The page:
Now might be a good time for a Roth IRA conversion

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Roth IRAs are similar to traditional IRAs except that Roth contributions are “after-tax,” which means you pay taxes on your contribution upfront. Consequently, withdrawals from Roth IRAs are tax-free, meaning that your investment earnings and growth are never taxed. Traditional IRA contributions are not taxed upfront, but are instead taxed when you take a distribution from the account. Depending on your situation, a Roth may create significant value for you and your heirs.

Many people are well aware of two key advantages of a Roth IRA: the ability to withdraw money tax-free (which appeals to anyone who wants to minimize their tax bite in retirement) and the ability for wealthier taxpayers to maximize assets and minimize taxes for their heirs. Unfortunately, high earners often assume they are ineligible for a Roth IRA. This is not necessarily true. Even though you might not be eligible to contribute directly to a Roth IRA, you might be able to convert a traditional pre-tax IRA into a Roth IRA.

Generally, only taxpayers with income below certain levels may contribute to a Roth IRA. In 2020, individuals with income less than $139,000 and married couples filing jointly with income of $206,000 or less are eligible.¹

However, all taxpayers, regardless of income, can convert some or all of their traditional pre-tax IRAs to a Roth IRA.  During a “Roth conversion,” you elect to pay income taxes now on a portion of your pre-tax accounts. These amounts are then transferred into a Roth IRA account, where they are treated as a regular after-tax Roth IRA. Additionally, during a Roth conversion, income taxes are only calculated on the pre-tax conversion amount. Non-deductible “basis” is not included in the tax calculation, and there are no additional penalties for those younger than 59½.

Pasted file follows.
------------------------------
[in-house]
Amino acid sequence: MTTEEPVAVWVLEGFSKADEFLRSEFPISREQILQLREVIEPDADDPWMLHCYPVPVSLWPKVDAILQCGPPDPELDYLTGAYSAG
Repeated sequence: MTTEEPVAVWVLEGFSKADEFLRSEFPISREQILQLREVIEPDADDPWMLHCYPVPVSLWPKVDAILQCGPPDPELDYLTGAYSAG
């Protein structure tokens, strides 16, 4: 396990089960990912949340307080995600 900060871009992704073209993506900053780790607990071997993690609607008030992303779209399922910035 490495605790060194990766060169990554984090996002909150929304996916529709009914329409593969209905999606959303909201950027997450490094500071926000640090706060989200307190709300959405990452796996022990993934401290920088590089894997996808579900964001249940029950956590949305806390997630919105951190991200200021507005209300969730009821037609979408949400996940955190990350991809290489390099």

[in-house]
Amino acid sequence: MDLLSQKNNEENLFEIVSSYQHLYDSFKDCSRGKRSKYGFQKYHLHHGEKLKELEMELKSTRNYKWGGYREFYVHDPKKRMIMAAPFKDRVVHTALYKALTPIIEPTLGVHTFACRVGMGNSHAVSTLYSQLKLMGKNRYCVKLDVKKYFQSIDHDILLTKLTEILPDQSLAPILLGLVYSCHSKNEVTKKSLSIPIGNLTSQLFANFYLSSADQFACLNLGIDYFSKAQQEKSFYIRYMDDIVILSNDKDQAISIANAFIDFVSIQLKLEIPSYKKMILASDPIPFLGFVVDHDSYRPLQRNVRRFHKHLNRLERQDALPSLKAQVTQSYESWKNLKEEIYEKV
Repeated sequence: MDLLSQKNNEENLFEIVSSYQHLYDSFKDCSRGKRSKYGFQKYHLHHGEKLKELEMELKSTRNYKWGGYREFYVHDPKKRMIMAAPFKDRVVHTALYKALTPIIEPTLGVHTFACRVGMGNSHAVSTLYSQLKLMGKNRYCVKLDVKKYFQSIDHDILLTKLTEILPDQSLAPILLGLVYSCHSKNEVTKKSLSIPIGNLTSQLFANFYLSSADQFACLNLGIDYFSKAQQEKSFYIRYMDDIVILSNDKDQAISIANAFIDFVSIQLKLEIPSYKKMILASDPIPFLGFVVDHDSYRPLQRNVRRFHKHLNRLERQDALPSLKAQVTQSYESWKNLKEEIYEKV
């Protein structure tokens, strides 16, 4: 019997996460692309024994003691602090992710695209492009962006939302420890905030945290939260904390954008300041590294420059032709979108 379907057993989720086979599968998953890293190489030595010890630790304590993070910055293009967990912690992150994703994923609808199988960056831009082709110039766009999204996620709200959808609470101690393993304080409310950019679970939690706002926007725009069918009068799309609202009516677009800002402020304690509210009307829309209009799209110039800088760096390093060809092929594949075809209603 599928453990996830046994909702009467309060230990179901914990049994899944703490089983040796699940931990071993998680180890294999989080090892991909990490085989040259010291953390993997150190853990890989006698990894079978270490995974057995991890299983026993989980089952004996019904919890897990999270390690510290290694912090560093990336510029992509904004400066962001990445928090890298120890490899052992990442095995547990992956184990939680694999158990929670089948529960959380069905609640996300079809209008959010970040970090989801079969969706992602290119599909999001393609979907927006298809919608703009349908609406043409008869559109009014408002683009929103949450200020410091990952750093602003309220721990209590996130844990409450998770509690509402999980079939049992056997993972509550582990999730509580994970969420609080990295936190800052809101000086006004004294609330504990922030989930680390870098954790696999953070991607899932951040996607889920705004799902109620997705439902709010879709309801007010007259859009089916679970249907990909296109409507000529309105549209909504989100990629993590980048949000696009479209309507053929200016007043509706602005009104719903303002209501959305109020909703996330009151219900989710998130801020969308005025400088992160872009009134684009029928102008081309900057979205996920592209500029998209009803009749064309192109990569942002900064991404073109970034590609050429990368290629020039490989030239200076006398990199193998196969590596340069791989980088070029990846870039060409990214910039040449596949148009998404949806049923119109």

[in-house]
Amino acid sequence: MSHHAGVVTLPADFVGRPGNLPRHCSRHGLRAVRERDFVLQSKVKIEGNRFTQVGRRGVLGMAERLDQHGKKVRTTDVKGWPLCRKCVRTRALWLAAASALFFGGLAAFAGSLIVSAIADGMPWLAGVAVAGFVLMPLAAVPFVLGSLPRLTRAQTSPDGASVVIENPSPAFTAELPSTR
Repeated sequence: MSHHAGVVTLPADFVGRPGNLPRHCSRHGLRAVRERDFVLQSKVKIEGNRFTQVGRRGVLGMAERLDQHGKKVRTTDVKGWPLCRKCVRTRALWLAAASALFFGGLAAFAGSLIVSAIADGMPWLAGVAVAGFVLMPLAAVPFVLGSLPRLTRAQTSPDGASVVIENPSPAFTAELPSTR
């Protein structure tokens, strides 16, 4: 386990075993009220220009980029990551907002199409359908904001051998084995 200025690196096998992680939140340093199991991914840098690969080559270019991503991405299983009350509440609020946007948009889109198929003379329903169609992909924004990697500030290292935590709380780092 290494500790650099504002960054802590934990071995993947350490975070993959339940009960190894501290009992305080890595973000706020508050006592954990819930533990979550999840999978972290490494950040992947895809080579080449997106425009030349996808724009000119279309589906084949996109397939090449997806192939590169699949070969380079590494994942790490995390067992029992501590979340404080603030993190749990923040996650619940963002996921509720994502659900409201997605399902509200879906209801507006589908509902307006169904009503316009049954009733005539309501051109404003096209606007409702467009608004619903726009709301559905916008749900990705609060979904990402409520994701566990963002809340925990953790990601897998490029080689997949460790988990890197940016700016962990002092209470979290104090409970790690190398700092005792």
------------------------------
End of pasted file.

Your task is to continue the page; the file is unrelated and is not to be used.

This strategy may be particularly valuable during periods of market stress. In difficult economic periods, such as a bear market, the value of your pre-tax traditional IRA may have declined. By converting a portion of this account to a Roth, you’ll pay taxes on a smaller market value. As your portfolio recovers, the Roth IRA and all future growth will be forever tax-free.

Advantages of a Roth IRA:

  • When money is distributed from a Roth it is entirely tax-free including the earnings.

  • There are no annual required distributions from a Roth IRA (as there are for a traditional IRA).

  • A Roth IRA is a tax-efficient way to transfer wealth to beneficiaries upon the account owner’s death. A spouse inheriting their partner’s Roth is not required to take mandatory distributions, while non-spouse beneficiaries must take distributions within the first ten years after the original owner's death. In either case, all distributions are withdrawn tax free.

Now might be a good time for a Roth

For many of our clients, now is the perfect time to discuss whether converting their traditional IRA to a Roth makes sense based on their unique circumstances. We can discuss eligibility requirements, the pros and cons of a conversion, and the potential benefits of a Roth IRA for intergenerational wealth transfer.

As always, please reach out to us if we can assist with your understanding of whether a Roth might make sense for you when viewed as part of your overall long-term financial plan.

1https://www.irs.gov/retirement-plans/plan-participant-employee/amount-of-roth-ira-contributions-that-you-can-make-for-2020

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